The Supreme Court of California unanimously held that plaintiffs only have standing to sue under the California Consumer Legal Remedies Act if they allege actual damages resulting from violations of the statute. Plaintiffs sued a cellular phone company, claiming that its contract contained unconscionable terms, including an arbitration provision and waiver of the right to bring a class action suit. Although the phone company had not sought to enforce any of the alleged unconscionable terms against plaintiffs, they contended that the “very presence of unconscionable terms” constituted damage under the CLRA. The Court rejected plaintiffs’ theory, holding that “not only must a consumer be exposed to an unlawful practice, but some kind of damage must result.” The Court reasoned that plaintiffs’ legal costs did not result from the alleged CLRA violations, because there was no dispute or threatened dispute between the parties that implicated the unconscionable contract terms. Because plaintiffs failed to satisfy the statute’s “low but nonetheless palpable threshold of damages,” they had no standing to sue under the CLRA. Click here for Pamela Meyer, et al. v. Sprint Spectrum L.P., No. S153846 (Cal. Supreme Ct. Jan. 29, 2009).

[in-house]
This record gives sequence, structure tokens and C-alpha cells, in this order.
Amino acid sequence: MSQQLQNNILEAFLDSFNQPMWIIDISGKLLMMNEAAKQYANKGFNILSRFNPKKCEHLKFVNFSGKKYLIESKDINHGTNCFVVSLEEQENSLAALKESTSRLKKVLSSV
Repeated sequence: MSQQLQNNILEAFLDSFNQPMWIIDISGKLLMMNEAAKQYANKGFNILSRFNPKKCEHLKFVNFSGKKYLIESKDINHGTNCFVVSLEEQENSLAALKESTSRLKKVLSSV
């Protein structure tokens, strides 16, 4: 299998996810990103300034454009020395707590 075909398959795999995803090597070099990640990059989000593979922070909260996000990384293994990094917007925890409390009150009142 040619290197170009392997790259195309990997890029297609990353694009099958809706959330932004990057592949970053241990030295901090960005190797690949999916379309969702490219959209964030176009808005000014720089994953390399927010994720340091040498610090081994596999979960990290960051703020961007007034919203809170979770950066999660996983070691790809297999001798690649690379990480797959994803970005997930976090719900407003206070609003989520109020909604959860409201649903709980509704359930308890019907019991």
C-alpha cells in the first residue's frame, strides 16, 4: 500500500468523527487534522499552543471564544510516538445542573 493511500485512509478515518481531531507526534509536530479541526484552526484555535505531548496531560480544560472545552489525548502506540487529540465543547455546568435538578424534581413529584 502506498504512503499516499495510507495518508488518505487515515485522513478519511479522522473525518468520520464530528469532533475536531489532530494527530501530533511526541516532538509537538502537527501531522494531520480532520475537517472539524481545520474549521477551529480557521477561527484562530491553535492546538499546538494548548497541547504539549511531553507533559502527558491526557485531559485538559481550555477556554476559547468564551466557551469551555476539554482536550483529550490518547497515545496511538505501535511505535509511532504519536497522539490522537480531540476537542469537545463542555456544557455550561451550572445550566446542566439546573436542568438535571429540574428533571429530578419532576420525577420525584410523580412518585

Alert February 10, 2009